How does a hydrogen car work?

Published: 09 March 2020

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Battery-powered fully-electric and hybrid cars are the standard-bearers for green vehicles set to supersede the internal combustion engine. But there’s a third option that often gets overlooked: hydrogen-powered cars.

Hydrogen has been used to fuel vehicles for decades; way back in 1807, Francois Isaac de Rivaz designed the first hydrogen-fueled internal combustion engine, and century and a half later, scientist Roger Billings converted the engine of a Ford Model A to run on hydrogen. Fast forward a little, and hydrogen is being used to send NASA rockets into space.

But as the 2020s get underway, there's a suite of vehicles running on hydrogen, from London buses and forklift trucks, to the Toyota Mirai, Hyundai Nexo, and the Honda Clarity. 

Hydrogen cars haven’t exactly taken the world by storm. But they do offer a greener substitute to petrol and arguably an alternative to battery-powered EVs.


How does a hydrogen car actually work?

Hydrogen can be used to fuel cars in two ways. The first is through hydrogen fuel cells, which work in a similar fashion to Lithium-ion batteries EVs. 

Hydrogen gas is stored in a tank which feeds fuel cells, each made up of negative and positive terminals (anodes and cathodes) separated by an electrolyte, much like a lithium-ion battery. Essentially, the hydrogen makes electricity instead of a battery cell.

Oxygen is taken from the air and pumped into the cathode, while hydrogen flows to the platinum anode terminal that acts as a catalyst splitting positive hydrogen ions from the gas. 

These flow through the electrolyte to the cathode to build a positive charge. As the separated electrons cannot flow through the electrolyte they flow around an external circuit, generating a charge used to power an electric motor.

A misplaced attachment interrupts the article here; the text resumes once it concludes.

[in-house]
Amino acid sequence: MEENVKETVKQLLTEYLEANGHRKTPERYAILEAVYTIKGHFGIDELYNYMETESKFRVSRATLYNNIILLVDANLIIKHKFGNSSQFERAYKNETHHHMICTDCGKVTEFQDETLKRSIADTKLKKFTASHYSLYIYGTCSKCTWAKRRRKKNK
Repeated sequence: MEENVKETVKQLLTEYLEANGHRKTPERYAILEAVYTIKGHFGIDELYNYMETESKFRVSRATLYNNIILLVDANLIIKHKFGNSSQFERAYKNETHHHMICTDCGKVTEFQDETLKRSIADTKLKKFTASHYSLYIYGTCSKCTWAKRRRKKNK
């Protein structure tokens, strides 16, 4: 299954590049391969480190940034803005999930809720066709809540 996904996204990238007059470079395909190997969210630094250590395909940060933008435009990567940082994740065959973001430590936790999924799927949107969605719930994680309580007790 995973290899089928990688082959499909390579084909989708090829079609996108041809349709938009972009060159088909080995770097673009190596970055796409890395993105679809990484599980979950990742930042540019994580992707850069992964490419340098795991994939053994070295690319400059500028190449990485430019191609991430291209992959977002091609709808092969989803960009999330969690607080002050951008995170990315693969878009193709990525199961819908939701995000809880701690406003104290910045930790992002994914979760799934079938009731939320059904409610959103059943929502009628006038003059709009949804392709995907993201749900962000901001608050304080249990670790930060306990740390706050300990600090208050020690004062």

And what about emissions? As the hydrogen ions come into contact with the cathode, they combine with the oxygen to produce water that then flows out of the car’s exhaust; it’s so pure you could drink it. 


Using hydrogen for combustion

Hydrogen can also be used as a direct replacement for petrol or diesel in a specialised or converted internal combustion engine. In this case, pressurised hydrogen gas is directly injected into an engine’s combustion chamber and combustion takes place like a normal ICE.

Using hydrogen like this isn’t common, as it’s not as energy dense as petrol. But burning hydrogen does produce less emissions, with water as the main by-prioduce, and fewer toxic NOx gases coming from heat produced by the engine. 

Like most cutting-edge technologies, it’s also been raced: a Aston Martin Rapide S fitted with a hybrid hydrogen engine by specialists Alset contested the N24, with the car able to switch between petrol or hydrogen fuel. Additionally, the Mazda RX-8 Hydrogen RE, first revealed in 2003 was another hydrogen bi-fuel ICE car, but it was discontinued in 2011.

What are the advantages?

The most obvious advantage of hydrogen fuel, at least when it comes to fuel cell electric vehicles (FCEVs), is the lack emissions and harmful byproducts hydrogen-powered cars produce. 

And as fuel cells don’t degrade like lithium-ion batteries, they tend to last a car's lifetime - think some 150,000 miles. They can also be recycled, making them a pretty green option. 


The range of FCEVs beats even the best EVs, with the small Toyota Mirai able to manage 300 miles on a single tank, with larger hydrogen cars like the Hyundai Nexo manage 400 miles.